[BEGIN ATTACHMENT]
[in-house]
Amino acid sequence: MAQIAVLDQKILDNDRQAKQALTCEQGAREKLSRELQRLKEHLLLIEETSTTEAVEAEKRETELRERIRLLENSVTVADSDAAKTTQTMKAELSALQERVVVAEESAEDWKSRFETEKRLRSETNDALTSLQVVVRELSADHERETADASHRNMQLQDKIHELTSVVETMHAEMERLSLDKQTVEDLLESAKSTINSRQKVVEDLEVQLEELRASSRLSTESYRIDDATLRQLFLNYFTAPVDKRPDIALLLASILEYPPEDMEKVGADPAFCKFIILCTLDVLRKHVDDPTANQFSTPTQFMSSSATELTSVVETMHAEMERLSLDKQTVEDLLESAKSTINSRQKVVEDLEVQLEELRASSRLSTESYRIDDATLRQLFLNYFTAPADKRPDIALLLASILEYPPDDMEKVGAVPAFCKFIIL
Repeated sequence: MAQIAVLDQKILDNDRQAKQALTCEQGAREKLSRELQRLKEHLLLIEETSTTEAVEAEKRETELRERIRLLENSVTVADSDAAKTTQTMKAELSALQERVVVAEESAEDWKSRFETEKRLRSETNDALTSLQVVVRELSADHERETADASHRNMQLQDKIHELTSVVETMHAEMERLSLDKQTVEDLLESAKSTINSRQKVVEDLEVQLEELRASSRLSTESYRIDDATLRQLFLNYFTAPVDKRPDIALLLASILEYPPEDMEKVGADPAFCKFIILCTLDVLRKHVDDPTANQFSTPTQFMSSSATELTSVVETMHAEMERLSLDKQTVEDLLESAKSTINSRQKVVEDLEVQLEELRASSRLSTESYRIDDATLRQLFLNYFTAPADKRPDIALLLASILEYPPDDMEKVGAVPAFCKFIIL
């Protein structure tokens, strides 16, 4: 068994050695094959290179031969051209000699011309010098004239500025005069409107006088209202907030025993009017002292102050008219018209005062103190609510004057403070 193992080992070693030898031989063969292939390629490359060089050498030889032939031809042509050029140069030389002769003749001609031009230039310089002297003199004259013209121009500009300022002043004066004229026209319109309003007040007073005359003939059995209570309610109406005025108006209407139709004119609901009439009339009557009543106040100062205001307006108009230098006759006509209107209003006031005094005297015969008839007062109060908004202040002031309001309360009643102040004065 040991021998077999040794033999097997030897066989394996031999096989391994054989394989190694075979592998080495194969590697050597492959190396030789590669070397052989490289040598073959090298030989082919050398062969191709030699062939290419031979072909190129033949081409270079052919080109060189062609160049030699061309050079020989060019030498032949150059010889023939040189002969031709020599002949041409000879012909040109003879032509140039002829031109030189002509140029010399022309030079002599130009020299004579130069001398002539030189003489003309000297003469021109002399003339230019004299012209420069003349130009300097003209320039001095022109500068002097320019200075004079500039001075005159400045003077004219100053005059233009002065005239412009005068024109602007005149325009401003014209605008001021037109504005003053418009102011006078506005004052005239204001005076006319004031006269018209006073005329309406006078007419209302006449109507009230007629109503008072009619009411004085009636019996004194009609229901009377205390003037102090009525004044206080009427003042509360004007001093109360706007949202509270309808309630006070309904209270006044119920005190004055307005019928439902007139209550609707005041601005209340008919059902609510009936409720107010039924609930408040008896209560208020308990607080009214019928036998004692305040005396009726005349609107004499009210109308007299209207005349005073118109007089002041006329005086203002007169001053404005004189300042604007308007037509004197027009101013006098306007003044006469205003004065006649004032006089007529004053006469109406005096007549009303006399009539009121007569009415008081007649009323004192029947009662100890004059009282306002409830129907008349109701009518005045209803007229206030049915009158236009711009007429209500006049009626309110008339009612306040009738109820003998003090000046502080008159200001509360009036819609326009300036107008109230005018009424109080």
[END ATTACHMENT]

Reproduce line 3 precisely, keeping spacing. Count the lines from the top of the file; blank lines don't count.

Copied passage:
Repeated sequence: MAQIAVLDQKILDNDRQAKQALTCEQGAREKLSRELQRLKEHLLLIEETSTTEAVEAEKRETELRERIRLLENSVTVADSDAAKTTQTMKAELSALQERVVVAEESAEDWKSRFETEKRLRSETNDALTSLQVVVRELSADHERETADASHRNMQLQDKIHELTSVVETMHAEMERLSLDKQTVEDLLESAKSTINSRQKVVEDLEVQLEELRASSRLSTESYRIDDATLRQLFLNYFTAPVDKRPDIALLLASILEYPPEDMEKVGADPAFCKFIILCTLDVLRKHVDDPTANQFSTPTQFMSSSATELTSVVETMHAEMERLSLDKQTVEDLLESAKSTINSRQKVVEDLEVQLEELRASSRLSTESYRIDDATLRQLFLNYFTAPADKRPDIALLLASILEYPPDDMEKVGAVPAFCKFIIL